We've done a LOT of pages - self-done comics (a couple of the kids are real powerhouses, cranking out five pages a day or more), jam comics, plot-builder exercise comics, etc. Dozens now, and I'm spending almost all of my time scanning them in so that we can make minis. -Ugh- I love it, it's just taking an extra three or four hours a day.

Tuesday should be a big day - Nashville cartoonist Chad Thomas (whose stuff is just constantly amazing me and making me feel like my own has so far to go) is going to be coming in to speak with/show his stuff to the class, and I think that they'll really dig it. And he may not be coming alone - there's a chance that Dean Trippe, everybody's favorite chronicler of the adventures of tween superhero Butterfly may come, too. It's gonna be a blast for the kids (and me, of course). We're going to hit Cancun's, my favorite Mexican dive from high school.

Oh, and just for the heck of it, I drew Gambit from the X-Men. He's supposed to be Cajun, so I hate that he always looks like a matinee idol. I never met a Cajun that didn't look a little bit scrinchy. Nice, sure, but scrinchy nonetheless.

Friday, July 6, 2007

Kentucky, Here We Come!

Well, I'm getting my stuff together today to head up to Kentucky for the Making Comics workshop. I'm excited - there are 11 students, ranging from 3rd graders through 10th graders. I'd be concerned that the big spectrum of age would be a hindrance, but I think that it's a small enough class that we should be able to keep everyone interested and challenged. I'm making handouts drawing attention to some of the more important aspects of comics-making: balloon placement, simplified emotions, reading direction, etc - I may put them together as a mini when it's all over with. Who knows? Maybe I'll have it at San Diego, or I may try to expand it into something longer.

Dusty at Heroes Aren't Hard To Find has offered me a place in Indie Island at Heroes Con next year, which I'm really excited about - I had a great time at Heroes, and am looking forward to having another go at it. To give him a promo image, I decided to color a panel from Crogan's Vengeance, so here it is.

I also finished that Usagi Yojimbo drawing a few days back. Here's a glimpse of it:

I've packed up my computer, printers, scanner, guitar, some fencing equipment, and lots of books and supplies, and Liz is going to, so we'll have to see if we can fit into the car. Can't wait to see all the Kentucky and Tennessee people!

Sunday, July 1, 2007

Playing Two Instruments and Drawing Harry Potter

I'm not afraid of much -- dying in a plane crash, trying to walk on stilts while having my arms bound by my sides, etc -- but I AM scared of vacuum cleaners when other people are using them. It's my one crazy and irrational thing, and it's been so since I was a kid. So while Liz was vacuuming today, I consoled myself by practicing on my tiny accordion. While I was doing so, I realized that I could play a number of the parts of Pachelbel's Canon in D Major (provided that I played it in the key of C). But I really wanted it to sound more full, so after a good ten minutes of maneuvering I successfully figured out how to play both the accordion and the guitar, although neither one particularly well.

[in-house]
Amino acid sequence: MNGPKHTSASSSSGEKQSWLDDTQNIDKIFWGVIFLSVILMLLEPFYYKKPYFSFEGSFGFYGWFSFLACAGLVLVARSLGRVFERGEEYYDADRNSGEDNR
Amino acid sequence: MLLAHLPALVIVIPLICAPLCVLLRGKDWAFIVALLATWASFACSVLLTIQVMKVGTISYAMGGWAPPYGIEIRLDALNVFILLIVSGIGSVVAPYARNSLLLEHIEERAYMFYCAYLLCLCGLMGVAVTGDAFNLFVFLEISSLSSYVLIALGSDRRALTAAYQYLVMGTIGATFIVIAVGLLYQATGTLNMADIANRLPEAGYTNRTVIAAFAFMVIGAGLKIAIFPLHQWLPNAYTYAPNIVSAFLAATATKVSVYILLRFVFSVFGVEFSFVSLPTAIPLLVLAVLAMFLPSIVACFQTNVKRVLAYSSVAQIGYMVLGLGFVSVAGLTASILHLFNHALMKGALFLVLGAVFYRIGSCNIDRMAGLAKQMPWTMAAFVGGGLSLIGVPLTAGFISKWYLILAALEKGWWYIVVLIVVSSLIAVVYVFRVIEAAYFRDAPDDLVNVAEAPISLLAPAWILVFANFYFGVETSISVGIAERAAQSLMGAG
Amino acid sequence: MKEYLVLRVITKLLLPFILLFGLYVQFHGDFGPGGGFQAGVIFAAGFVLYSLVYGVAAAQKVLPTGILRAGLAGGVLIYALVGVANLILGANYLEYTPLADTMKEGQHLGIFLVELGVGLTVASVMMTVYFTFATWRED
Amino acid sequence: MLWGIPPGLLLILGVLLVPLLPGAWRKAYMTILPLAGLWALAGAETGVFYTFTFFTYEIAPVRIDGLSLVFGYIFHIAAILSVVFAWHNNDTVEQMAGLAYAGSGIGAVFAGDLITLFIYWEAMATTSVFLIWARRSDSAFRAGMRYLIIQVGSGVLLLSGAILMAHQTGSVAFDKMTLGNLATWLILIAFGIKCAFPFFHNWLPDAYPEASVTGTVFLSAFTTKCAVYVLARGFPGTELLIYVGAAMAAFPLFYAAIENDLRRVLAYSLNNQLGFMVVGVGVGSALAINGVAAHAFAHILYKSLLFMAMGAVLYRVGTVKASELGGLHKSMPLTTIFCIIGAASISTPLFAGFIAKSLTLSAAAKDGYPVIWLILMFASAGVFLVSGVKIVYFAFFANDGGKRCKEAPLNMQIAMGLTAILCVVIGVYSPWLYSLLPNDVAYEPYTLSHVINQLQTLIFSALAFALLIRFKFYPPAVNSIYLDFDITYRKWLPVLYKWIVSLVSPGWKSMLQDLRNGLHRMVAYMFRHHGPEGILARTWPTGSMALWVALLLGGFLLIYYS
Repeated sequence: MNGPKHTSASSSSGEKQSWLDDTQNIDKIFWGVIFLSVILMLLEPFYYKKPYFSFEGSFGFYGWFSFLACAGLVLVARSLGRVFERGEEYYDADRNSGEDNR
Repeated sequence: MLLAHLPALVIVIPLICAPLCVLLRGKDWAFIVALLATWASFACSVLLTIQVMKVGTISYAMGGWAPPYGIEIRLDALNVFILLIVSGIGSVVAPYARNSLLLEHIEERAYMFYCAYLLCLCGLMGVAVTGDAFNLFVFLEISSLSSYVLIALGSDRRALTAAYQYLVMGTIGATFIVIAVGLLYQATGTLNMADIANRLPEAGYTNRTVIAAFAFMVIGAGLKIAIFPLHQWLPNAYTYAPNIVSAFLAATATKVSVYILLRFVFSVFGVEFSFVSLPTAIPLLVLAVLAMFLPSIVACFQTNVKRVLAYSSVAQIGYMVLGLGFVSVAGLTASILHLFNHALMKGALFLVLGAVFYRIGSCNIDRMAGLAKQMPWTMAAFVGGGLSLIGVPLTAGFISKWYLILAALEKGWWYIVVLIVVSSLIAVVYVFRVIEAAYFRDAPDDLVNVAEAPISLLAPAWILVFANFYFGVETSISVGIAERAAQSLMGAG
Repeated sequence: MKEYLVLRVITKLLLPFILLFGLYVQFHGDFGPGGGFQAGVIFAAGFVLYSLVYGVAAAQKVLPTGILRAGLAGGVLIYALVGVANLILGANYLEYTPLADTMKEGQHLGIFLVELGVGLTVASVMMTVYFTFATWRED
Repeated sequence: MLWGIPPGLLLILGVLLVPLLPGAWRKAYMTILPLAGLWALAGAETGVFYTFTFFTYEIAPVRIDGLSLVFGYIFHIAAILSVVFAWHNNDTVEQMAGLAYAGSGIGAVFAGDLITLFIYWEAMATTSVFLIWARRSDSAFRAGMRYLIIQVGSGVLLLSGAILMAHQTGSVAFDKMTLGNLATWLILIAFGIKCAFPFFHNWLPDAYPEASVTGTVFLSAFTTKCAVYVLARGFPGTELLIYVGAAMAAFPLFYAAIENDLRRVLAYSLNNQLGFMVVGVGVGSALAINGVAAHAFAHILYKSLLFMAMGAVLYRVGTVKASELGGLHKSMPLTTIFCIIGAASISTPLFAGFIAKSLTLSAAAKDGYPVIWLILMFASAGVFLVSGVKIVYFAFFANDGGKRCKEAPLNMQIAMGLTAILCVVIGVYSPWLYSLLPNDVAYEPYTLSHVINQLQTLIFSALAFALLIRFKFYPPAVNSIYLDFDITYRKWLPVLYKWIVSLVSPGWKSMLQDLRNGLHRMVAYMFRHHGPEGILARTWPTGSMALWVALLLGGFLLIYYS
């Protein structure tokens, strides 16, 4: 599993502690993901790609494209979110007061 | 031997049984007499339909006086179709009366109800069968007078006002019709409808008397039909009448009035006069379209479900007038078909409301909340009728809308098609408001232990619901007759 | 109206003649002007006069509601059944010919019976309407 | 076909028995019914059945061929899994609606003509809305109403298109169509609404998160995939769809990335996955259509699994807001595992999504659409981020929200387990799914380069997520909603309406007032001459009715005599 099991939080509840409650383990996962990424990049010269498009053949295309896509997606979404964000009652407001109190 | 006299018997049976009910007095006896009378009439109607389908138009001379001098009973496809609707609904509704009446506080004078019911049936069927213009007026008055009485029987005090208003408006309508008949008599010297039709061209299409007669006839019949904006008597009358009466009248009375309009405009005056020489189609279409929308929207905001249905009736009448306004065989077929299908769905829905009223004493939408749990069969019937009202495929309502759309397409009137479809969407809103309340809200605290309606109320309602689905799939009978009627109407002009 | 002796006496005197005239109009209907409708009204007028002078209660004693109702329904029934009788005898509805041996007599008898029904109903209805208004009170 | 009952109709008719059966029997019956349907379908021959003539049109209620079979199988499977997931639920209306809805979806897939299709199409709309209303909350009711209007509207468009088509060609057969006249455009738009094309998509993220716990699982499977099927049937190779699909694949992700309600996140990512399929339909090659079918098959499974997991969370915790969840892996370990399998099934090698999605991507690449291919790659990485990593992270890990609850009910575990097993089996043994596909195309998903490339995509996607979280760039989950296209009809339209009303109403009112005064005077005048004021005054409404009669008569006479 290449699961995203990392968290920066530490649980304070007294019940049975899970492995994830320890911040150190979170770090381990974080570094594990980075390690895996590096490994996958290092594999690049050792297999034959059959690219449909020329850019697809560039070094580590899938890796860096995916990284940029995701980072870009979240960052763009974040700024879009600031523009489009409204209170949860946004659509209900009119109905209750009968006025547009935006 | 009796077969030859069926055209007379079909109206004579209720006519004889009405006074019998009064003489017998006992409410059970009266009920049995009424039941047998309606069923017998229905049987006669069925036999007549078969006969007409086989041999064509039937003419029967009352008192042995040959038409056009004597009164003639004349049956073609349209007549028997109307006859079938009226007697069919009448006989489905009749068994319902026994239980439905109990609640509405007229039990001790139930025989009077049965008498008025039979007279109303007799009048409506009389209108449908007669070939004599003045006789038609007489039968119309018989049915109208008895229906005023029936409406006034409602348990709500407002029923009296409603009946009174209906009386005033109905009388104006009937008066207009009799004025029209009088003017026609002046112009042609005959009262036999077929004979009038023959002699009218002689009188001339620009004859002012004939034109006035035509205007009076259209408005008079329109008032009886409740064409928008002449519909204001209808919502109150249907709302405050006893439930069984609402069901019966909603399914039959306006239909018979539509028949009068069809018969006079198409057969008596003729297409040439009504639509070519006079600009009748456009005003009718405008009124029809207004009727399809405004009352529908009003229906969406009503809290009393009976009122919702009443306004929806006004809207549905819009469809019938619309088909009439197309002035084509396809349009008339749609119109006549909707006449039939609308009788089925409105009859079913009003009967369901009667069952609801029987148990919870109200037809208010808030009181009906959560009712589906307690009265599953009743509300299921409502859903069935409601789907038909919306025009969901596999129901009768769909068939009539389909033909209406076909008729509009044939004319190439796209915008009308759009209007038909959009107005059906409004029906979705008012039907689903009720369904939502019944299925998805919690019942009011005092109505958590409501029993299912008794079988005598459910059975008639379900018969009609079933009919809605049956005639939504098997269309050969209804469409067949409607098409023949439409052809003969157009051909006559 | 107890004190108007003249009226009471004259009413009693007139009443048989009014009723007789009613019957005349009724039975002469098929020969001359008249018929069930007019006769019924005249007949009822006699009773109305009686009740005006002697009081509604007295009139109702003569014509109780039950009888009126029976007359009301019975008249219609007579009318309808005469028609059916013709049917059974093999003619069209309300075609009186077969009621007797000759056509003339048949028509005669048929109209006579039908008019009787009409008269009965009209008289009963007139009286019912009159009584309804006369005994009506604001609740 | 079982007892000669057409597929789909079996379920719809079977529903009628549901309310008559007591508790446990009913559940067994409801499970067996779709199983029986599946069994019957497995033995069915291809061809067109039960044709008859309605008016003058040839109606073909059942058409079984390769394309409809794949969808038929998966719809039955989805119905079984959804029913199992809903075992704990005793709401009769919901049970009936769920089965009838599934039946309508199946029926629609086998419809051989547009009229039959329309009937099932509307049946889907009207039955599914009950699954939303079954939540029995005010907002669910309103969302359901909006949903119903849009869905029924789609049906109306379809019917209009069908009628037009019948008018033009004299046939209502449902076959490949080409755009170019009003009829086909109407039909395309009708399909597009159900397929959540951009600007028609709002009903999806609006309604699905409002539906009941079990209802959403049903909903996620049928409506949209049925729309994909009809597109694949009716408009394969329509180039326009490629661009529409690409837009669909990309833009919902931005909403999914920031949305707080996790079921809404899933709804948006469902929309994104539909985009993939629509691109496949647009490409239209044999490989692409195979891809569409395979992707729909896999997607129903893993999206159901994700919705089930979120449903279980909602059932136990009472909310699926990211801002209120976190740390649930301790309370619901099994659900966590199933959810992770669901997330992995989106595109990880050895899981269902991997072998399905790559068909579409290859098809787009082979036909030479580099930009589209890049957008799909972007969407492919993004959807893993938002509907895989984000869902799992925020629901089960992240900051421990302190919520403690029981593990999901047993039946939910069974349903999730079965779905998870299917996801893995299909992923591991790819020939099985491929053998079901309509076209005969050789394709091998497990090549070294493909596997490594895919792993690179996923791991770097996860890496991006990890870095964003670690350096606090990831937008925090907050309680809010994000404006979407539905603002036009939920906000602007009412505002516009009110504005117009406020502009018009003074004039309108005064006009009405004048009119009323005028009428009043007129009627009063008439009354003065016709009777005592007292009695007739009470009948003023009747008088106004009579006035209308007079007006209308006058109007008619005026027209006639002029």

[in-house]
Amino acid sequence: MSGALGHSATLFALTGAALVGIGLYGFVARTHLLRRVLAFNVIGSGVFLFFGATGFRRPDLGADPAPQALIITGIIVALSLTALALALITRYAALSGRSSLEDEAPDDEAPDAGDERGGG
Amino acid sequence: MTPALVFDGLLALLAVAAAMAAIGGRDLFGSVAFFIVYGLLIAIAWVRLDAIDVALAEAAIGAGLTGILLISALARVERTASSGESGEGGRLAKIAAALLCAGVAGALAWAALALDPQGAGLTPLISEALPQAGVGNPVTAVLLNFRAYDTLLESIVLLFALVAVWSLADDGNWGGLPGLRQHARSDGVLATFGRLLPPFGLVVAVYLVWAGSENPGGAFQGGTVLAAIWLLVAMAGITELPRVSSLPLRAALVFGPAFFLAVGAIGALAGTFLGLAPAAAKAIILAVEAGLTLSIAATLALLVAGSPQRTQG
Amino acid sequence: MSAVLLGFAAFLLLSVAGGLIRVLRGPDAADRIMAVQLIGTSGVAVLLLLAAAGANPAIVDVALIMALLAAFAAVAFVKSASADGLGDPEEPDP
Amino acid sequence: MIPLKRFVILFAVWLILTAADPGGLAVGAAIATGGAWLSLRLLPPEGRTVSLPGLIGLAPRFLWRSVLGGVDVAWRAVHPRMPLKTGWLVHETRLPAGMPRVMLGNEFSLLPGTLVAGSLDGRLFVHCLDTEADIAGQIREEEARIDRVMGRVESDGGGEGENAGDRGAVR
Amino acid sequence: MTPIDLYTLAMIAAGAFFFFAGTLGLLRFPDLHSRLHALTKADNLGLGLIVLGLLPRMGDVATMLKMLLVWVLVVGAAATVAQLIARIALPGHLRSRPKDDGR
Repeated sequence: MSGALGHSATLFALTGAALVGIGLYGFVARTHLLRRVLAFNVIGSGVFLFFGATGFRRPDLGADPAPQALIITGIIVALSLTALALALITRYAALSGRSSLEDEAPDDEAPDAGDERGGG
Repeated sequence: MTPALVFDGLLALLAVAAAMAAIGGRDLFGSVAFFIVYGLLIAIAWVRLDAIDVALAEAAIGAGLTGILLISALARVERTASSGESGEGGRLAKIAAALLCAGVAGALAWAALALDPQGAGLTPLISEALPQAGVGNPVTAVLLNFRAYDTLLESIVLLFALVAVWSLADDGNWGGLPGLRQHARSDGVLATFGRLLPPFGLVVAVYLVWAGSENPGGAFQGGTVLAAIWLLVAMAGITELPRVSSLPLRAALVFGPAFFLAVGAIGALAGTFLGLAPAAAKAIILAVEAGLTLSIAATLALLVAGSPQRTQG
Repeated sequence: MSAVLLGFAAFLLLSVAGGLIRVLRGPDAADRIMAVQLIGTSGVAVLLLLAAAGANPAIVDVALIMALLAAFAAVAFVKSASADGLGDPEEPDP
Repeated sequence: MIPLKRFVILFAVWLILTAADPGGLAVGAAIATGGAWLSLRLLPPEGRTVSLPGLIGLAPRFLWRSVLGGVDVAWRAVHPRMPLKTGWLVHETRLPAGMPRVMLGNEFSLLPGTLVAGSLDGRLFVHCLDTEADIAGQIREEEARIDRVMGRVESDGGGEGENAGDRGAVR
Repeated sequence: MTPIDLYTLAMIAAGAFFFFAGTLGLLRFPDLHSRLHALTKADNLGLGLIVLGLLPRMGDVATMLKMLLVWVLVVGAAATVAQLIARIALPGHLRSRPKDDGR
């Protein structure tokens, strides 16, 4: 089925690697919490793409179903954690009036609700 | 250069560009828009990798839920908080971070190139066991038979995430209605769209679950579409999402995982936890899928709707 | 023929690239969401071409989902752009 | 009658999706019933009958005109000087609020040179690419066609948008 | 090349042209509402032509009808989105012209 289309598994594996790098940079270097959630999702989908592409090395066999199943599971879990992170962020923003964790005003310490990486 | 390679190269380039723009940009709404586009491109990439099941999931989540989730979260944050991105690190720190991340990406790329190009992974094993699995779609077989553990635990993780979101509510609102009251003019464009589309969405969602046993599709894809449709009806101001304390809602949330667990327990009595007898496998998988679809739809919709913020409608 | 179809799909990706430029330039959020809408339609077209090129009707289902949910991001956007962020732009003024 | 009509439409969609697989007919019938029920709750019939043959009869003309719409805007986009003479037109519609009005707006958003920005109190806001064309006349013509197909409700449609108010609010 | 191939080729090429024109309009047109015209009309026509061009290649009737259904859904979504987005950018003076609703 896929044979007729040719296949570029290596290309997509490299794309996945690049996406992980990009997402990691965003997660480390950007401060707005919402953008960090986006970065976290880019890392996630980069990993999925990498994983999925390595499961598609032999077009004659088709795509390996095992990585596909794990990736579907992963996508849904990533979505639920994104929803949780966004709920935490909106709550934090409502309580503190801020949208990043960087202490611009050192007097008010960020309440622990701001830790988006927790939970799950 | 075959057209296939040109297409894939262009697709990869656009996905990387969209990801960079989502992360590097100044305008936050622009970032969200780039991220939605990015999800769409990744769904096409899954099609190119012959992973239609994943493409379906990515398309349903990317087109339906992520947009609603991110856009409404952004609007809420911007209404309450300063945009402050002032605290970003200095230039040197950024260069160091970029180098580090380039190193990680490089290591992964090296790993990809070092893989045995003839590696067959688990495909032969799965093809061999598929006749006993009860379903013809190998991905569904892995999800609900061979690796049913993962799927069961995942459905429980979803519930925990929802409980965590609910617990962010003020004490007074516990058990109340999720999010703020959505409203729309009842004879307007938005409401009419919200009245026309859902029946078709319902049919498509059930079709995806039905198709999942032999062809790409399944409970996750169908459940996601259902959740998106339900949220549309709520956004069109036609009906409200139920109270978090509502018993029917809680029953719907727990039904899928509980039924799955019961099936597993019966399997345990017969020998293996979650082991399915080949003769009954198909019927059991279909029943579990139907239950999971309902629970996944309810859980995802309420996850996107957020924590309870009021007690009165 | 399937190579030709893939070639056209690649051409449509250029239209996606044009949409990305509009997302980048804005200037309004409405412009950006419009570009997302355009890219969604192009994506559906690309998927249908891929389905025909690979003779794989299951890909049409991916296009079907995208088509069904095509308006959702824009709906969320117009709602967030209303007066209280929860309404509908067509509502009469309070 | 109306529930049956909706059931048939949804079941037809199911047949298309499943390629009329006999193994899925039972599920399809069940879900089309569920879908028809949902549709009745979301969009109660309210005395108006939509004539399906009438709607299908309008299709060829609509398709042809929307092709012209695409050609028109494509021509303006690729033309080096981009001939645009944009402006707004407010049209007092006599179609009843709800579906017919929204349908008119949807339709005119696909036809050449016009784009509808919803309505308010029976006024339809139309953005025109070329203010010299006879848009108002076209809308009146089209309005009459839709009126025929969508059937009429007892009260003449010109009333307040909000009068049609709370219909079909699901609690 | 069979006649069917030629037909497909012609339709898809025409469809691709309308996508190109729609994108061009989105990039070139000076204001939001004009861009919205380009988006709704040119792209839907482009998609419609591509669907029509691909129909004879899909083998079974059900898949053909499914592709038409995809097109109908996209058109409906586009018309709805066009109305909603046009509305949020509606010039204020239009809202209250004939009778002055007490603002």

I can squeak out the full song, though, but it sounds pretty rough. Maybe with work I can have a talent show talent besides the old standbys of the "chalk talk" and turning my legs backwards.

I've spent my week putting together promotional imagery for the San Diego show for the book I'm working on. Still can't post them here, but fifteen seconds after the announcement they'll be all over this blog - I'm very proud of how they've turned out. But I've also been thinking about putting together some prints for the Comic Con, and have been thinking of what might be fun. One thing that sprang to mind was Harry Potter. I drew this picture of Remis Lupin...

...and it got me thinking that it might be fun to do some sort of thematic portrait page, and with the Order of the Phoenix movie coming out what could be better than to do a big picture of the various members of said Order? Here are the pencils, sans Lupin:

I may repencil Mrs. Weasley and Tonks, as (a) I stink when it comes to drawing females, and (b) I made them a little too big. Overall, I'm going for a sort of halfway between the books and the movies, which isn't hard as the movies did excellent casting and design work.

I'm also wanting to do a good Usagi Yojimbo sketch to pass on to Stan Sakai at some point while I'm down there. Usagi is probably the best floppy comic book being made today. Go to your comic store and pick one up - you'll enjoy it, there's no question. Here's a thumbnail, with Usagi fighting some 17th century pirates (had to tie it in to my stuff somehow).

Oh! In my last post I had a sketch of Dean Trippe taking a picture of me upon which he was going to draw his character Butterfly - here's that picture, from his now-famous MOCCA report.